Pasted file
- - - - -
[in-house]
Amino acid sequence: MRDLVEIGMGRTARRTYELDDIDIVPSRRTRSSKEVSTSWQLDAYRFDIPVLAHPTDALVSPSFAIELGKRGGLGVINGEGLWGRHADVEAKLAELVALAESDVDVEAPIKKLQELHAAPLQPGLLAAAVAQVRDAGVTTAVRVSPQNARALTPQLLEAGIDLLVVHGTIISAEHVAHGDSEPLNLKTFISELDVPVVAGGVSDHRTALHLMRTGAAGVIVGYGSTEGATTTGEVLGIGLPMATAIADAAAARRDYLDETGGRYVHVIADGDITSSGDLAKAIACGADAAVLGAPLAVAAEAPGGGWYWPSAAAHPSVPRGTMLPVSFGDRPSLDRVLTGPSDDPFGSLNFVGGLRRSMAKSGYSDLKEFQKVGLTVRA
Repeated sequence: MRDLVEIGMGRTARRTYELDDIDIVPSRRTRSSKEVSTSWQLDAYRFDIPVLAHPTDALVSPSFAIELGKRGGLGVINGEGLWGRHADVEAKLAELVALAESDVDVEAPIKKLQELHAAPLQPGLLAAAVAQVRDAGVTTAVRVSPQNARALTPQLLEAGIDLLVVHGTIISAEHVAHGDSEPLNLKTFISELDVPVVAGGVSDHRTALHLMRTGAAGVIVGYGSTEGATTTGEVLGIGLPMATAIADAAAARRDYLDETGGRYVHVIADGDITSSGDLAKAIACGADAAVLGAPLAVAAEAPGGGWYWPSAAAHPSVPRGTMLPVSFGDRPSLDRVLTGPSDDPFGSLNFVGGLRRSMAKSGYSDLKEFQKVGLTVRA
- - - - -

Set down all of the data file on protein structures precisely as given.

[in-house]
Amino acid sequence: MRDLVEIGMGRTARRTYELDDIDIVPSRRTRSSKEVSTSWQLDAYRFDIPVLAHPTDALVSPSFAIELGKRGGLGVINGEGLWGRHADVEAKLAELVALAESDVDVEAPIKKLQELHAAPLQPGLLAAAVAQVRDAGVTTAVRVSPQNARALTPQLLEAGIDLLVVHGTIISAEHVAHGDSEPLNLKTFISELDVPVVAGGVSDHRTALHLMRTGAAGVIVGYGSTEGATTTGEVLGIGLPMATAIADAAAARRDYLDETGGRYVHVIADGDITSSGDLAKAIACGADAAVLGAPLAVAAEAPGGGWYWPSAAAHPSVPRGTMLPVSFGDRPSLDRVLTGPSDDPFGSLNFVGGLRRSMAKSGYSDLKEFQKVGLTVRA
Repeated sequence: MRDLVEIGMGRTARRTYELDDIDIVPSRRTRSSKEVSTSWQLDAYRFDIPVLAHPTDALVSPSFAIELGKRGGLGVINGEGLWGRHADVEAKLAELVALAESDVDVEAPIKKLQELHAAPLQPGLLAAAVAQVRDAGVTTAVRVSPQNARALTPQLLEAGIDLLVVHGTIISAEHVAHGDSEPLNLKTFISELDVPVVAGGVSDHRTALHLMRTGAAGVIVGYGSTEGATTTGEVLGIGLPMATAIADAAAARRDYLDETGGRYVHVIADGDITSSGDLAKAIACGADAAVLGAPLAVAAEAPGGGWYWPSAAAHPSVPRGTMLPVSFGDRPSLDRVLTGPSDDPFGSLNFVGGLRRSMAKSGYSDLKEFQKVGLTVRA